Hi,

just stuck up with questions on prime numbers.

1) is 5^50 + 5^25 + 1 prime?

2) for how many prime p, p+8 and p+14 also prime?

Thanks

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- July 31st 2014, 12:15 PMnikhilprime numbers
Hi,

just stuck up with questions on prime numbers.

1) is 5^50 + 5^25 + 1 prime?

2) for how many prime p, p+8 and p+14 also prime?

Thanks - July 31st 2014, 06:49 PMSlipEternalRe: prime numbers
1) is divisible by in , so no, it is not prime. making that number divisible by 31.

2) haven't thought about it - August 2nd 2014, 12:55 AMnikhilRe: prime numbers
could you explain how you figured x^2+x+1

will divide the expression x^50+x^25+1 - August 2nd 2014, 07:06 AMSlipEternalRe: prime numbers
It is an expression of the form , which is divisible by for all .

- August 2nd 2014, 07:39 AMIdeaRe: prime numbers
- August 2nd 2014, 09:27 AMDevenoRe: prime numbers
- August 2nd 2014, 09:34 AMSlipEternalRe: prime numbers
Oh, I remembered proving something about it in my algebra class years ago. That must have been it. My memory is not what it used to be.

- August 2nd 2014, 10:30 AMDevenoRe: prime numbers
- August 2nd 2014, 10:43 AMIdeaRe: prime numbers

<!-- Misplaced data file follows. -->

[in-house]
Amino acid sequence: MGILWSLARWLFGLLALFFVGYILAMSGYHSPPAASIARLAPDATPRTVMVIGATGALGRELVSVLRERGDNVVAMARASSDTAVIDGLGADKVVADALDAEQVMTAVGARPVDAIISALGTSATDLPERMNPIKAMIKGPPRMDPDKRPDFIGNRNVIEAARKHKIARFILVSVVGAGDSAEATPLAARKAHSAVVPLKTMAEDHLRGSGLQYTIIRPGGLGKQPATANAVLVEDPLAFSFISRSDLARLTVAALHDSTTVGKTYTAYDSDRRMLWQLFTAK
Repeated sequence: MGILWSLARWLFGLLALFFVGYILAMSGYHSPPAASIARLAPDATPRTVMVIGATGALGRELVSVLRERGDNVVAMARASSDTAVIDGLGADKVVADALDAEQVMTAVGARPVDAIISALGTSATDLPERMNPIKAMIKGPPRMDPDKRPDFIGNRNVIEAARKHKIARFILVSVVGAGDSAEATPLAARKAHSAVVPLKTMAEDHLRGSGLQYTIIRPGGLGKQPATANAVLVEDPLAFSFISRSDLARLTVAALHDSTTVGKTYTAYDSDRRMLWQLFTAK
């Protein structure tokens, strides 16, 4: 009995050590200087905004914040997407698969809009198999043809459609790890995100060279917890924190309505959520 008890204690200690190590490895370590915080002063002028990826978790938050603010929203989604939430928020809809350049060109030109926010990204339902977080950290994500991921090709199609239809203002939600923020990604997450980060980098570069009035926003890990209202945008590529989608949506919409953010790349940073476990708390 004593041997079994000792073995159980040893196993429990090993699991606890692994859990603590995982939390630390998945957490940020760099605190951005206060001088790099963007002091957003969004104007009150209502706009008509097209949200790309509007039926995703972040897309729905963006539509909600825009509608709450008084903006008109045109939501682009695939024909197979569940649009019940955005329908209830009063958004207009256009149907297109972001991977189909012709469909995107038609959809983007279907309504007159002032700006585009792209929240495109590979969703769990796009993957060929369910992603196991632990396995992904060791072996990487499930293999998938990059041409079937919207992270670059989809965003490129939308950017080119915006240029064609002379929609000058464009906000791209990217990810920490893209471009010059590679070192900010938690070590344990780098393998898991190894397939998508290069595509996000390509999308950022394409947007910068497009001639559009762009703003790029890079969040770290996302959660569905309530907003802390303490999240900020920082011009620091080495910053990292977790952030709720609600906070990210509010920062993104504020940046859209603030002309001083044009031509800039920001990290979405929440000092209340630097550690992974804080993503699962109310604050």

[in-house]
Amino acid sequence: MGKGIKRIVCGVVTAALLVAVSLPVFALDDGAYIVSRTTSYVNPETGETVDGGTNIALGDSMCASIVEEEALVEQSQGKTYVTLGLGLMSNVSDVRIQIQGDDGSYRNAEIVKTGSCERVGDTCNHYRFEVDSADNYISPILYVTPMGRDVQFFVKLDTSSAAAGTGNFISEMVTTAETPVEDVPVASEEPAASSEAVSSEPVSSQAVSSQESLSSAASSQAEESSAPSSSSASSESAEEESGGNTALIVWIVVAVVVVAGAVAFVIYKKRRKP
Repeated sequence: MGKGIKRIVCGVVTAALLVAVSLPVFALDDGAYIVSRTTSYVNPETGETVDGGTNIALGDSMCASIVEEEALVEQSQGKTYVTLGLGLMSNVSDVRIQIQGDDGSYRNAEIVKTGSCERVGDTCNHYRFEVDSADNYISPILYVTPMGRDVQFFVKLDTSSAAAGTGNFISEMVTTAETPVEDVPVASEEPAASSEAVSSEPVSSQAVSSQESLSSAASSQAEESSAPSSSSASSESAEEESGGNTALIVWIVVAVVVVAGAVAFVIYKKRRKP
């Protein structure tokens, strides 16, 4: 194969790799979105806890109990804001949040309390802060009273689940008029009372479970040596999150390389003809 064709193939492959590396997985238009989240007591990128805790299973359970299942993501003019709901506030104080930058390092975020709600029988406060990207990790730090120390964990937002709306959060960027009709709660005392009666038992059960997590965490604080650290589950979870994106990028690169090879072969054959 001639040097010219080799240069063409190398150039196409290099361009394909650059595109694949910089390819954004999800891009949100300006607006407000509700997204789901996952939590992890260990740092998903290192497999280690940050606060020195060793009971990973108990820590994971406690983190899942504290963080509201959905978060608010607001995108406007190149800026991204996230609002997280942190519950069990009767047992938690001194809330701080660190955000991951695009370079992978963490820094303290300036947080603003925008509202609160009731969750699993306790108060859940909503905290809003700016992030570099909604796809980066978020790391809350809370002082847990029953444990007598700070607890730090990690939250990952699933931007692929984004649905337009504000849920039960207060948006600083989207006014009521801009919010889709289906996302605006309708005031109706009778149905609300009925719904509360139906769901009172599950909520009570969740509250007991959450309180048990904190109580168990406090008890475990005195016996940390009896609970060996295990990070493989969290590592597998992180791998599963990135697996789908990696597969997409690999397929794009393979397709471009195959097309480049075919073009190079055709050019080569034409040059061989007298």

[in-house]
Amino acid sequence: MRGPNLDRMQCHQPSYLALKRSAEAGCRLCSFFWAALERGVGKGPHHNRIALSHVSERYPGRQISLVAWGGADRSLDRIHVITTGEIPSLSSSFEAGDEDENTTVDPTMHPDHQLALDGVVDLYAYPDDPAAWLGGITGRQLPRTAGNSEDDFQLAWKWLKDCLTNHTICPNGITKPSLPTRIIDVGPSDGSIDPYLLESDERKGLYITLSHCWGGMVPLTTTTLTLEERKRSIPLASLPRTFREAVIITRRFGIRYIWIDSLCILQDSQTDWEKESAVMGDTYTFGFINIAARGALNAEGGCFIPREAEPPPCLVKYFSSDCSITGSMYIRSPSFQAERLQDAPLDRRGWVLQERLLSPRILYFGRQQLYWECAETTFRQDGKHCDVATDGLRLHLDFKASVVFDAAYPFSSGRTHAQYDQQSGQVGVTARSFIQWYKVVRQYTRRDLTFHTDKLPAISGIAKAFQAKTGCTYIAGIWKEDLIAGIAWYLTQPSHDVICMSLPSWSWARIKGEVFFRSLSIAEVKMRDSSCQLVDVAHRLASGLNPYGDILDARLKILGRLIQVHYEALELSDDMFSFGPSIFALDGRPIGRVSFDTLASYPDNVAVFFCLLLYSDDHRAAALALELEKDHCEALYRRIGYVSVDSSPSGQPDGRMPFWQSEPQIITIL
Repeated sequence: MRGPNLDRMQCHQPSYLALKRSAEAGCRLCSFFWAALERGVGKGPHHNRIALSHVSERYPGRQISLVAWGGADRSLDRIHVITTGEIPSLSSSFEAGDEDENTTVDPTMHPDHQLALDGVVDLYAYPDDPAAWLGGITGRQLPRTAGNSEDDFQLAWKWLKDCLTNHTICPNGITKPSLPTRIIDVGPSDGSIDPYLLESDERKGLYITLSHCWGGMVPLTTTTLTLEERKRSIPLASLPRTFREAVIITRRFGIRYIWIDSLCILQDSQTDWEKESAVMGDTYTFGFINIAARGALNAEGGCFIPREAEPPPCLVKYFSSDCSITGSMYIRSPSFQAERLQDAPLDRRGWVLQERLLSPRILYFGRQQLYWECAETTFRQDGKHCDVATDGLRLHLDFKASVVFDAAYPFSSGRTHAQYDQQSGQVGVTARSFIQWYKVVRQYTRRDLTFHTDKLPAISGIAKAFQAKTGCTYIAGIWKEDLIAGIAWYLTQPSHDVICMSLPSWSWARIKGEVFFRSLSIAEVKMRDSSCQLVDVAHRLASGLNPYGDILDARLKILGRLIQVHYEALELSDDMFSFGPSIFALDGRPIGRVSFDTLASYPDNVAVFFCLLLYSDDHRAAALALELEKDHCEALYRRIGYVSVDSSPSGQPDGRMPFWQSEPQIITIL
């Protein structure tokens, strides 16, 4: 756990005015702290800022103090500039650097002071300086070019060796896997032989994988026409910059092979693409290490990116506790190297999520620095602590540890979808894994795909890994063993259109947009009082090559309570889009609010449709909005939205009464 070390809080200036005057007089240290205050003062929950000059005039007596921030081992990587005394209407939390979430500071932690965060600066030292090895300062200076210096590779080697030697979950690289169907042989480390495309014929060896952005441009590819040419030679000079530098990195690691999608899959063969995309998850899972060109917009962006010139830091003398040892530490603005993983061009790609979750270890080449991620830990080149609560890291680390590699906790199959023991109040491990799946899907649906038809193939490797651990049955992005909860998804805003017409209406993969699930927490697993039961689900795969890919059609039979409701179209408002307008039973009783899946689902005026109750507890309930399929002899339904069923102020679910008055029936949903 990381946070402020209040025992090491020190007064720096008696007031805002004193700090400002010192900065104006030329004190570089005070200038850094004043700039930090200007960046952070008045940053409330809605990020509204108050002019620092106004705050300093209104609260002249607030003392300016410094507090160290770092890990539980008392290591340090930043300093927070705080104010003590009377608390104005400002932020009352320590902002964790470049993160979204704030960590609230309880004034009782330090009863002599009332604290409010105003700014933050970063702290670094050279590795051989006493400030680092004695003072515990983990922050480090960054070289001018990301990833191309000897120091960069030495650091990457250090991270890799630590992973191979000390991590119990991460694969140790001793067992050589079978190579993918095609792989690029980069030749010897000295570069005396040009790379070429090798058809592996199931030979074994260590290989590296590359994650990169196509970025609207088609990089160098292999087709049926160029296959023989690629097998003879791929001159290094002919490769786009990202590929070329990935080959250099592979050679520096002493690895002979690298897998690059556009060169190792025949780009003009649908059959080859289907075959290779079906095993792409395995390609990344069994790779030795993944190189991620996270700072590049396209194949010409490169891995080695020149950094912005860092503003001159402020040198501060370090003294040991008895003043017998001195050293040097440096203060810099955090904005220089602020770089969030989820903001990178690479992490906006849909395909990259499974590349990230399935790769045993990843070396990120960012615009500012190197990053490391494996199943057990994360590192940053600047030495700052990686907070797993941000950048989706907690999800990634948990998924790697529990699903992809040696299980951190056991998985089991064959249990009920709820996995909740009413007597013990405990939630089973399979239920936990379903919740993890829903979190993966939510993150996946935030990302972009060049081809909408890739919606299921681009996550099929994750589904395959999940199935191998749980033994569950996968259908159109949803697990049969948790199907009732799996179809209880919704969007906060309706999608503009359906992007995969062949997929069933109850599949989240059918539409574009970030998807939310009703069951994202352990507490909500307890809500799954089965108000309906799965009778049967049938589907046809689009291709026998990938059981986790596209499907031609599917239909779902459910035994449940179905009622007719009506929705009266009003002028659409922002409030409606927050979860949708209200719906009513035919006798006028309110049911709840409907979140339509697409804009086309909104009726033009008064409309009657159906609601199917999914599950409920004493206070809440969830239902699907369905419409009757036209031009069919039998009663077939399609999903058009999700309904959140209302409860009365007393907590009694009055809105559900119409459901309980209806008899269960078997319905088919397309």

- August 2nd 2014, 12:52 PMDevenoRe: prime numbers
- August 2nd 2014, 01:33 PMSlipEternalRe: prime numbers
For (2), I would think it hard to prove there are only finitely many such primes. Usually,there is a proof that there are infinitely many such primes. So, I would attempt a proof by contradiction starting with the proposition that there are only finitely many primes such that and are both prime. Have you attempted this at all?

- August 3rd 2014, 06:40 PMjohngRe: prime numbers
I was puzzled by the divisibility fact mentioned above. Since others might also have been puzzled, here's a proof:

http://i57.tinypic.com/15h036h.png - August 3rd 2014, 10:36 PMDevenoRe: prime numbers
Such a prime, if it exists, must be of the form $6k + 5$. To see this, note that:

$6k$ is divisible by 6

$6k + 2$ and $6k + 4$ are divisible by 2

$6k + 3$ is divisible by 3.

That leaves only $6k + 1$ and $6k + 5$. If we have $p = 6k+1$, then $p+8 = 6k + 9$ is divisible by 3.

(this is really just saying $p$ is of the form $3n + 2$). - August 4th 2014, 04:56 PMdennydenglerRe: prime numbers
Or, for question 2, with the exception of p=5, try modulus 30 to weed out the 5's later on. XD

All candidates listed: 5, 11, 17, 23, 29.

Clearly 11+14=25, 17+8=25, and 5|25, so the first three can be weeded out.

Now, check p if p=23 or 29 (mod 30) - August 6th 2014, 08:15 AMSlipEternalRe: prime numbers
p=3,p+8=11,p+14=17 has p=3 not congruent to 5 (mod 6). So, that should be amended p=3 or

Then, you can find congruences mod other primes.

p=5 or

p=7 or

p=11 or

p=13 or

For primes , either or

Not sure if that helps at all.